Designing an indoor garden can be complicated. Cannabis is a new industry and though growers can pull best practices from similar industries, the fact remains that setting up a commercial cultivation facility is complicated and hard to navigate for new entrants. From navigating regulatory requirements to finding an appropriately zoned facility to choosing the right equipment, nothing about this process is simple. As soon as one task is completed, another task needs attention.
Here at Surna, we do a lot of things. But there is one thing at the core of what we do that we don’t talk about much– our engineering services. Setting up a commercial cannabis cultivation facility inevitably involves engineers– to help design the space and pick out equipment, among other things. We’re very fortunate to have an amazing staff of experienced and smart people to design our equipment, design our clients’ facilities and help maintain products after they’re up and running. So, I decided to sit down with Marc Nathan, Surna’s engineering manager, to get his thoughts on the unique nature of engineering for cannabis cultivation facilities.
Last year, eight new states were added to the ever-growing list of medical and recreational marijuana markets. With that has come a lot of discussion around the industry and its legitimacy and impact. Here at Surna, we’ve seen this discussion play out over and over during the last few months so we wanted to share what we think of the industry and its current and potential impact.
Hydroponic systems are becoming increasingly popular in the industry as they’ve been shown to produce greater yields with less pest and fungal issues. We’ve been talking with many cultivators recently who are using hydroponics and need a nutrient cooling solution but are uncertain about how to go about it; so we’ve decided to share what we think are the best practices to grow big, healthy plants in a hydroponic system.
Every week we to put together a blog that we believe brings much needed information to our readers. We really enjoy being able to share all the wisdom we gather in our various daily activities here at Surna to a reader base who will appreciate and use it. However, today we want to do something a little different. This is your warning: we’re plugging Surna today because it’s, well, awesome. And we want to share with you guys why we think Surna is so awesome.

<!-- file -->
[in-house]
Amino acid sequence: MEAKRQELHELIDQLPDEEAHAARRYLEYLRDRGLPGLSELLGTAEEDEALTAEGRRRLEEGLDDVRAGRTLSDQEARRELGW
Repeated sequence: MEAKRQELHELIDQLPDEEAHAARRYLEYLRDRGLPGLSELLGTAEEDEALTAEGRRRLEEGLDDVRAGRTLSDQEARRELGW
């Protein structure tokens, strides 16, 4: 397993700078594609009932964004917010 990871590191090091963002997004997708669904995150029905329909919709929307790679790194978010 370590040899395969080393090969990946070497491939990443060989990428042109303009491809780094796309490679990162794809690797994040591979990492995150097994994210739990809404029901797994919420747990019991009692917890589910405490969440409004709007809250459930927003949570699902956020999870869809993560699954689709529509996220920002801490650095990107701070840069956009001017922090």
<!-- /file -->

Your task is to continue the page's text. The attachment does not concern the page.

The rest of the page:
So, you’ve been working for months to get all your documentation together to get licensed, picked out a space for your facility, found investors, decided on your lighting, climate control, pest control and automation systems and you’re finally ready to start building. Well, hold on because the last– and possibly one of the most important– decision has yet to be made. Who will be your contractor?
Lately, it seems every other article we read is about growers having to dispose of large percentages of their crops due to testing failures. The recent tightening of regulations on pesticides and fungicides in Oregon has had a serious effect on cultivators as they try to figure out new ways to grow healthy plants without depending on chemicals. But this isn’t just an Oregon problem. More states are joining the cannabis market and, with that, comes stricter testing regulations. In fact, a new study by Steep Hill Labs shows that if California were to adopt similar testing standards to those used by Oregon Environmental Laboratory Accreditation Program (ORELAP), nearly 83% of crops would fail. That is no small issue.
Here at Surna, we’ve been designing facilities for indoor cultivation for close to 10 years and we’ve been excited to watch as new states begin coming online and more people reach out to us for guidance in designing their cultivation facility. Over and over, we get asked about what kind of equipment grower’s need and our response is always “it depends”. This can be confusing sometimes but designing the ideal environment means thinking about your grow holistically and considering everything from your growing style to temperature and humidity parameters to the types of lights being used to power capacity and more. But, one of the most important indicators of what type of equipment to choose is the physical location of your cultivation facility. With so many diverse climates in the United States, cooling and dehumidification needs vary vastly from region to region. So, we’ve gone ahead and highlighted some of the major regions of the country and detailed options to consider when choosing a cooling system.